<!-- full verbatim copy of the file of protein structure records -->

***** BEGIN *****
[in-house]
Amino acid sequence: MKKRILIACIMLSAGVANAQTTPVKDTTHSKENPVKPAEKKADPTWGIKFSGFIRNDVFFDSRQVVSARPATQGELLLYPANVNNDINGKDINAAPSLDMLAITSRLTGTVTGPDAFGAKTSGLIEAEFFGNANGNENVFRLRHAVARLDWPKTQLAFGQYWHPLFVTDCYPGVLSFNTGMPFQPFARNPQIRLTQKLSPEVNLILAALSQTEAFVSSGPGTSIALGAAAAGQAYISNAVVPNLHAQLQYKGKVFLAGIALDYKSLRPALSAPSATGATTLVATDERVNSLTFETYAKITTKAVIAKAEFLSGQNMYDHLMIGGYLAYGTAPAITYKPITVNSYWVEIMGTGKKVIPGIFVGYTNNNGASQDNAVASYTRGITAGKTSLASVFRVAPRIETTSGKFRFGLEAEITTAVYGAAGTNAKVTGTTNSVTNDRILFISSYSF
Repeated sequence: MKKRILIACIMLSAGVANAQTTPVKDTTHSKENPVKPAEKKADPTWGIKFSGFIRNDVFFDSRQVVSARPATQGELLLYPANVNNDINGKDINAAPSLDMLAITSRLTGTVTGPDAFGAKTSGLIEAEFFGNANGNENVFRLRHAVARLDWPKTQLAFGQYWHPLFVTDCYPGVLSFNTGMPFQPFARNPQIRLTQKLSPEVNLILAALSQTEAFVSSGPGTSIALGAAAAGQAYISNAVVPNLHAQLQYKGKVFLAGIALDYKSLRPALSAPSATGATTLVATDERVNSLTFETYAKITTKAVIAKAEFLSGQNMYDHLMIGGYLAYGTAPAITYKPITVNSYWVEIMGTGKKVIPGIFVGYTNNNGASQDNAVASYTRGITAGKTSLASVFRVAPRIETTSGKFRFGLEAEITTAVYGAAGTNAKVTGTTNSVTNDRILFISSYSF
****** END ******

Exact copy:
[in-house]
Amino acid sequence: MKKRILIACIMLSAGVANAQTTPVKDTTHSKENPVKPAEKKADPTWGIKFSGFIRNDVFFDSRQVVSARPATQGELLLYPANVNNDINGKDINAAPSLDMLAITSRLTGTVTGPDAFGAKTSGLIEAEFFGNANGNENVFRLRHAVARLDWPKTQLAFGQYWHPLFVTDCYPGVLSFNTGMPFQPFARNPQIRLTQKLSPEVNLILAALSQTEAFVSSGPGTSIALGAAAAGQAYISNAVVPNLHAQLQYKGKVFLAGIALDYKSLRPALSAPSATGATTLVATDERVNSLTFETYAKITTKAVIAKAEFLSGQNMYDHLMIGGYLAYGTAPAITYKPITVNSYWVEIMGTGKKVIPGIFVGYTNNNGASQDNAVASYTRGITAGKTSLASVFRVAPRIETTSGKFRFGLEAEITTAVYGAAGTNAKVTGTTNSVTNDRILFISSYSF
Repeated sequence: MKKRILIACIMLSAGVANAQTTPVKDTTHSKENPVKPAEKKADPTWGIKFSGFIRNDVFFDSRQVVSARPATQGELLLYPANVNNDINGKDINAAPSLDMLAITSRLTGTVTGPDAFGAKTSGLIEAEFFGNANGNENVFRLRHAVARLDWPKTQLAFGQYWHPLFVTDCYPGVLSFNTGMPFQPFARNPQIRLTQKLSPEVNLILAALSQTEAFVSSGPGTSIALGAAAAGQAYISNAVVPNLHAQLQYKGKVFLAGIALDYKSLRPALSAPSATGATTLVATDERVNSLTFETYAKITTKAVIAKAEFLSGQNMYDHLMIGGYLAYGTAPAITYKPITVNSYWVEIMGTGKKVIPGIFVGYTNNNGASQDNAVASYTRGITAGKTSLASVFRVAPRIETTSGKFRFGLEAEITTAVYGAAGTNAKVTGTTNSVTNDRILFISSYSF